The chief danger in life is that you may take too many precautions. - Alfred Adler

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    Distinguished Member Array chuckusaret's Avatar
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    I have been training and carrying the same primary gun and BUG for the past five years and I am very proficient with both. I do shoot all of my other guns at least quarterly but I do no SD training with them other than with my HD shotguns. I would consider myself a specialist and not a generalist, because I'd much rather be an expert shooter with my SD weapon than a marksman with all weapons.
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    Senior Member Array USM1976's Avatar
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    I like this thread very much. However, I will never claim to be a great shooter. However, I shoot very well with every handgun I own (not someone else's), and I think that's what counts. I carry .40 S&W and .45 ACP full size handguns.

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    Quote Originally Posted by USM1976 View Post
    I like this thread very much. However, I will never claim to be a great shooter. However, I shoot very well with every handgun I own (not someone else's), and I think that's what counts. I carry .40 S&W and .45 ACP full size handguns.
    That is what counts as far as defensive shooting goes. As they say, beware the man who only owns one gun.
    The chief danger in life is that you may take too many precautions. - Alfred Adler

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    Senior Member Array patri0t's Avatar
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    As is often stated, shooting is a perishable skill.
    At one time, I was a professional LE trainer with '3 Gun Combat' skill sets to match and could hold my own with the best. Also, I was responsible for all firearm training in the department as I had to coordinate regular Quals + Swat skills, etc. (had all the trophies & Titles).

    Don't have all those skills anymore... use 'em or lose 'em!! I stay practiced at what an old retired LEO needs. Besides ammo isn't free & unlimited anymore.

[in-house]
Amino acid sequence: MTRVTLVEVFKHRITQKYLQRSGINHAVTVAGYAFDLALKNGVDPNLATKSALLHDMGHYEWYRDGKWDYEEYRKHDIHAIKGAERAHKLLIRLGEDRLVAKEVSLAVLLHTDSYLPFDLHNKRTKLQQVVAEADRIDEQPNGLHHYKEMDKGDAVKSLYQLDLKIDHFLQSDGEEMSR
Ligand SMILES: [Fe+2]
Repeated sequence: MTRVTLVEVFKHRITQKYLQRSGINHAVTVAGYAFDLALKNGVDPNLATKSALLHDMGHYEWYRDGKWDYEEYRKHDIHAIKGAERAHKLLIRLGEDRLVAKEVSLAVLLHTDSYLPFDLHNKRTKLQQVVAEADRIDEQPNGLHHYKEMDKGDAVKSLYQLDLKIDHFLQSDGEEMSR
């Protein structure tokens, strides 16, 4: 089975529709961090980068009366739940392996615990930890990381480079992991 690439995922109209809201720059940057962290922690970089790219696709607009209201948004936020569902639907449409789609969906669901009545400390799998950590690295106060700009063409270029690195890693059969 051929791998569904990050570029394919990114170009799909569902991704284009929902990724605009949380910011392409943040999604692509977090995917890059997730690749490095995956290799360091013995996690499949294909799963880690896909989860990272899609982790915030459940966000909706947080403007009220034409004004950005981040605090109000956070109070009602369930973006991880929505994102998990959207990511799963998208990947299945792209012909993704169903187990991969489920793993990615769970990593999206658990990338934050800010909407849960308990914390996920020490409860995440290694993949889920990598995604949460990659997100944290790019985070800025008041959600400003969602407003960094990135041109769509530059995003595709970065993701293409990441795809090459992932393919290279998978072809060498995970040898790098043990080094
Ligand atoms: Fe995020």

Odd, some people never are trainable to be decent shooters... I never was capable of learning how to dance... doubt I'll be getting the hang of it in this lifetime.

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    VIP Member Array Kilowatt3's Avatar
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    I had a shooting buddy about 35 years ago who was pretty good with just about any handgun - but what blew me away was watching him put cylinder after cylinder into a paper-plate sized target with a 2" Colt Detective Special at 100 yards! The real kicker was that he only had one eye! (I'm not making this up!) He was sure a "shootist" with that ol' DS!
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    Distinguished Member Array hardluk1's Avatar
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    I never could understand why a person could not shoot any type of trigger group if smooth or handgun style. Might take a few rounds to become more accustomed to it.

    And then some shooter say I hate this or that trigger or handgun type and sells it just because,,, I have SA, DA/SA revolvers and semi-autos , stricker fired, long pulls , heavy pulls and oh so lite target range only triggers and all work fine. Only trigger I ever felt needed improving and that was a m&p gritty trigger but new that could be the case going in to it. . Did a apex kit and its way smoother and lighter now. But would never sell it or whin about it because of a trigger pull. I to am not as good a shooter as i was I was 20 years ago but still find ways how to enjoy shooting just as much as in the '70's. Finally added a 1911 to the stable to play with. I also have 26 years of CC'n a DA type trigger but now its stricker fired. Love them all I think.